Originally posted by vivify
Great point. Maybe that's why I can't get a straight answer anywhere else.
However, this is the same reason why the wage gap between men and women will take a LONG time to close. People don't want to attempt to answer this question head on.
If there are indeed numerous reasons, then numerous remedies are needed. It becomes less important to know THE reason. And as remedies are put in place (or occur due to societal changes) then the sticking points will be more obvious.
One example is that more women are entering and graduating from college. This is a very coarse-grained statistic. For example, what majors are men and women choosing?
"Women are especially underrepresented in most science, technology, engineering and mathematics majors (or STEM, as these fields are commonly called). For example, in 2007, women earned 17 percent of bachelor’s degrees in engineering, compared to 79 percent of bachelor’s degrees in education (Planty et al. 2009). Within STEM fields, women’s underrepresentation is particularly severe in majors like computer science, physics, and engineering—fields that include better-paying jobs after graduation, even compared to other mathematically demanding fields. In 2009, the average starting salary for bachelor’s degree recipients in mechanical engineering was $59,000, compared to $50,000 for bachelor’s degree recipients in economics (National Association of Colleges and Employers 2009). "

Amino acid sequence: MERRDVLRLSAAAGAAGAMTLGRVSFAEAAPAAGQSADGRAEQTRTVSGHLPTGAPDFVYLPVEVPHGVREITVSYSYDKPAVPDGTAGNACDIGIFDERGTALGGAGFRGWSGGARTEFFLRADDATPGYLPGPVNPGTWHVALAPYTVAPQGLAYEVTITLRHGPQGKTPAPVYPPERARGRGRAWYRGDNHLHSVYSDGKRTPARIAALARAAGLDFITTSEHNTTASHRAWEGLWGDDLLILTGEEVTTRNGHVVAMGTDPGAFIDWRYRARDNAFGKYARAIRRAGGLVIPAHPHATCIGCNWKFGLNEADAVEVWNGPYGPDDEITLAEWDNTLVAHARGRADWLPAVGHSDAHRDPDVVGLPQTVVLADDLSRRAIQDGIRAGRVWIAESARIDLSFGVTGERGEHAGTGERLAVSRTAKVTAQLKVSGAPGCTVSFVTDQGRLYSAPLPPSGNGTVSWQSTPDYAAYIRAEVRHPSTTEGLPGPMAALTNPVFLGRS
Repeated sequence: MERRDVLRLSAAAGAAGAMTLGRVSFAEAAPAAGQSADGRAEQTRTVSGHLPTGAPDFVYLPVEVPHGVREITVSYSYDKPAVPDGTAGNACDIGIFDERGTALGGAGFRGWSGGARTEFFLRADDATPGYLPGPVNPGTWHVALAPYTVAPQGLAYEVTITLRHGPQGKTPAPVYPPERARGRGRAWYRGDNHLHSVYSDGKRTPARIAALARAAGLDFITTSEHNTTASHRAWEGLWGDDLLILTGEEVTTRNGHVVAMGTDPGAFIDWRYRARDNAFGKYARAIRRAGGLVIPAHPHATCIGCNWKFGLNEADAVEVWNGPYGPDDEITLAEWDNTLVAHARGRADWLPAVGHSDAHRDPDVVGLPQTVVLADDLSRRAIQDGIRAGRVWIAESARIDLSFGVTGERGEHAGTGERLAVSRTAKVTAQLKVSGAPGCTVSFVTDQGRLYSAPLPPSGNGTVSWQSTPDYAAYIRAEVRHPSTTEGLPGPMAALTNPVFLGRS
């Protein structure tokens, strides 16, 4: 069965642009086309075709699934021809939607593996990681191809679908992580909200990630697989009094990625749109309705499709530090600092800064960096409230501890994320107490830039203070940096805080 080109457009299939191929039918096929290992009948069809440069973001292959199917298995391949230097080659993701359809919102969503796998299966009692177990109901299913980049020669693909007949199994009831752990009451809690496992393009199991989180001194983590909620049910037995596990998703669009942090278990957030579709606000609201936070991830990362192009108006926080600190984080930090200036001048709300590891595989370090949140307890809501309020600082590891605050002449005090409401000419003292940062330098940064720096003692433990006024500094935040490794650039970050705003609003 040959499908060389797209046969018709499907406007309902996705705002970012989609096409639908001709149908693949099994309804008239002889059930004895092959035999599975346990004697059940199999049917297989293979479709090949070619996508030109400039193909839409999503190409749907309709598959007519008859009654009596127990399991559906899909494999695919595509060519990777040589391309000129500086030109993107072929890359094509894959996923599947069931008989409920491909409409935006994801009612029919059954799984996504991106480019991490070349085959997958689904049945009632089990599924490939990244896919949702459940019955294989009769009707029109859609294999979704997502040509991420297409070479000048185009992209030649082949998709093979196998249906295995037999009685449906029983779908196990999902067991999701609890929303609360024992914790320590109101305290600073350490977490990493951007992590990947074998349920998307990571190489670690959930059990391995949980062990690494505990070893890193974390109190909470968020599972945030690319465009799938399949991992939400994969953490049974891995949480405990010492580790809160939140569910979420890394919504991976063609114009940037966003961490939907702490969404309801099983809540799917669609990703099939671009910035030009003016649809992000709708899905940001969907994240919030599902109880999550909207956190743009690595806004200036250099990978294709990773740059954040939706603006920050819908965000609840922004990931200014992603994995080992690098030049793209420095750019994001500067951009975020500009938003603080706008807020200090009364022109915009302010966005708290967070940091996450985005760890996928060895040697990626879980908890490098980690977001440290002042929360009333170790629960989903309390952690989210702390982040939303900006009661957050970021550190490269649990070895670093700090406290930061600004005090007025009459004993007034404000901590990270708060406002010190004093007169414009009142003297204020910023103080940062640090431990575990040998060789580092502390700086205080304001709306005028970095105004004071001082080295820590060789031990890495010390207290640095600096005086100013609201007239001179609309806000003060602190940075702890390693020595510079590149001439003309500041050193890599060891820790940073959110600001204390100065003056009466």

Also, what non-paid time commitments are work, such as taking a child to the doctor and doing laundry. How much time do working women spend on these activities instead of doing paid work?
"Working women spend their days somewhat differently than do working men. In 2009, on the days that
they worked, employed married women age 25–54 spent less time in labor market work and work-
related activities than did employed married men in the same age group—7 hours and 40 minutes,
compared to about 8 hours and 50 minutes. However, these employed wives spent about 40 minutes
more time than did their male counterparts doing household activities such as cooking, housework, and
household management. "
For hourly workers paid per hour worked, this is part of the disparity. For professionals, it might have some effect on raises and promotions.